Key facts: Whitehaven coal mine

West Cumbria Mining Ltd want to extract 2.78 million tonnes of coking coal annually, in what would be the UK's first new underground coal mine in 30 years. Cumbria County Council approved the application, but in March 2021, the Government decided it will make the final decision as a result of demands from many people and Offices, including over 113,999 people supporting Coal Action Network's demand the government call in the decision.

Key facts & figures

Coal & refuse to be excavated: 67 million tonnes in total - almost 3 million tonnes per annum (at full production) - WCM Planning Statement, Sep 2021

Coal to be sold: 64 million tonnes of coal in total - 2.78 million tonnes of coal per annum (at full production) - WCM Planning Statement, Sep 2021

CO2: Approximately 200 million tonnes of CO2 in total - 8,800 million tonnes of CO2 per annum at full production (2022 BEIS Conversion Factors)

Methane: 340,000 tonnes of methane which is 34 million tonnes CO2 equivalent (not included in the figures above) - 15,000 tonnes of methane per annum at full production (mid-range estimate, measured over 20 years, Global Energy Monitor's Global Coal Mine Tracker)

Coal operator: West Cumbria Mining (Holdings) Limited, which is 82% owned by EMR Capital Investment Limited (No. 3B PTE Ltd) registered in Singapore.

Type: Coking (metallurgical) coal

Claimed destination: primarily burned in steelworks in the UK and Europe

Local Planning Authority: Cumbria County Council

Address: from the former Marchon site, Pow Beck Valley, to St. Bees Coast, Whitehaven, West Cumbria

Physical size: principal seams to be worked would be the Bannock Band and Main Band, which are at a depth of approximately 350 metres over 23ha

Time: applying for planning permission from 2022-2049

Published: 03/08/2022

Johnson's first comment on proposed Cumbrian coal mine

On the first day of the Conference of Parties Climate summit (COP26) in Glasgow Boris Johnson for the first time has said that he is not in favour of a new coal mine in the UK.

Exactly what Boris Johnson said can be heard here:

Johnson has since reiterated the statement that he doesn't want more coal mines but fails to acknowledge that as the Prime Minister he can stop it happening, while putting too much faith in carbon capture and storage to enable oil and gas projects in the UK.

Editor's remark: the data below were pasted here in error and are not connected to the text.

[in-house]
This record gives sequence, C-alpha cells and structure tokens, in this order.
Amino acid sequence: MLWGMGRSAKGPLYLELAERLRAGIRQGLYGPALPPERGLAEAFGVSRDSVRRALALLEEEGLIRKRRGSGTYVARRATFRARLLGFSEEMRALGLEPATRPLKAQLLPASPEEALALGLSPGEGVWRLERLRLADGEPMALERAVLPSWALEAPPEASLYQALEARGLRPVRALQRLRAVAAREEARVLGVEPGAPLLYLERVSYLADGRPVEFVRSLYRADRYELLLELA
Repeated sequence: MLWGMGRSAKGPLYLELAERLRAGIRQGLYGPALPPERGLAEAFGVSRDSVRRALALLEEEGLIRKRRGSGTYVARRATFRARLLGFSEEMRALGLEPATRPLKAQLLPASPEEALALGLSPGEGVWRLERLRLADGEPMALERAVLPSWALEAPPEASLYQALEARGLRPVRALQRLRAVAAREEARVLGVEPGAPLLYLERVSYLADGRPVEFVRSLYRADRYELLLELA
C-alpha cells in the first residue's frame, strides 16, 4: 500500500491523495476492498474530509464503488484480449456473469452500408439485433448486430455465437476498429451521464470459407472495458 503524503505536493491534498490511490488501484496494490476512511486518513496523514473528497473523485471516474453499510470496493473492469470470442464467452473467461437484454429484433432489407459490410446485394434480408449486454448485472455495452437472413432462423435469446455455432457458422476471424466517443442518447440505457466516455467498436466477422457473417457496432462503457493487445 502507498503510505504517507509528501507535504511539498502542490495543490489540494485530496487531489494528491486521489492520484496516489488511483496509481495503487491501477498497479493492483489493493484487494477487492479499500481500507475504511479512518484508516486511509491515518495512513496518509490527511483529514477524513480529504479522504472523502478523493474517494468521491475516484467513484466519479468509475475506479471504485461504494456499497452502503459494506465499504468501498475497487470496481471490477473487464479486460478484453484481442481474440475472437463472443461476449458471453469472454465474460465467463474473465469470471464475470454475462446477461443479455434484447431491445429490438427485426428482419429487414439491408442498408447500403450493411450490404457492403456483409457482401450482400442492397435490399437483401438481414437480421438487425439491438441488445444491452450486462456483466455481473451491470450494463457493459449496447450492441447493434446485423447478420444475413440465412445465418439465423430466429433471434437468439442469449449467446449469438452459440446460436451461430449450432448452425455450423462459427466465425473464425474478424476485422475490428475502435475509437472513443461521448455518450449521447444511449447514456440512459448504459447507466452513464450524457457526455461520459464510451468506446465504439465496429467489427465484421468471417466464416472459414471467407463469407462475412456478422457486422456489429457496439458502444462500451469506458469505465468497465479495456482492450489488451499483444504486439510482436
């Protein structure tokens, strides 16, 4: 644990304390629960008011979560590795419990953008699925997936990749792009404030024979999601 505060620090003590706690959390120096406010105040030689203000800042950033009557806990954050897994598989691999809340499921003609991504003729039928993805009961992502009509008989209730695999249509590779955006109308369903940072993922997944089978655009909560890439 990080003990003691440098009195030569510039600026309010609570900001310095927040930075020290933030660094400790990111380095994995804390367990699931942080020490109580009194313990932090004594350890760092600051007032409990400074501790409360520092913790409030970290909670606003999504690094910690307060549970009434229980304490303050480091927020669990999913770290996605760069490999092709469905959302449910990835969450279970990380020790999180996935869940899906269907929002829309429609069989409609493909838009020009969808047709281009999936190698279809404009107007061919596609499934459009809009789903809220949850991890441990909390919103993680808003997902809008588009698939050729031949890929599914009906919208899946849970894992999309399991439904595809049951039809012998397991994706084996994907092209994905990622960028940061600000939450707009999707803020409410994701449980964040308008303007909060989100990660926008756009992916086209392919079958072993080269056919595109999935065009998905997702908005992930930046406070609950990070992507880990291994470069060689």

Tommy Greene tells the story in Left Foot Forward.

"Campaigners seize on Boris Johnson’s opening day coal comments at COP26

'A new coal mine in Cumbria would result in approximately an additional 9 million tonnes of carbon emissions being released every year to 2049 and so is unacceptable'.

Coal mine

Environmental groups have urged Boris Johnson to show he is serious about climate change by axing plans for a new coal mine in west Cumbria, after he appeared to signal opposition to the scheme.

The use of coal in energy production and industrial processes has long been set to occupy one of the highest-priority positions on the agenda at the Cop26 UN climate talks, billed as ‘last chance saloon’ to keep global warming within the relatively-manageable levels of 1.5C that scientists forecast.

Yet, critics say, the UK government’s attempts to facilitate ambitious new international pacts around fossil fuel divestment have been complicated by the protracted battle over what would be the UK’s first new deep coal mine in more than 30 years near Whitehaven, along the Cumbrian coast.

Its hopes of positioning itself as a climate leader internationally have also been undermined by the bitter row that has emerged from the mining application, which has placed ‘Red Wall’ Tory MPs at odds with some of the government’s leading ministers and chief climate scientists.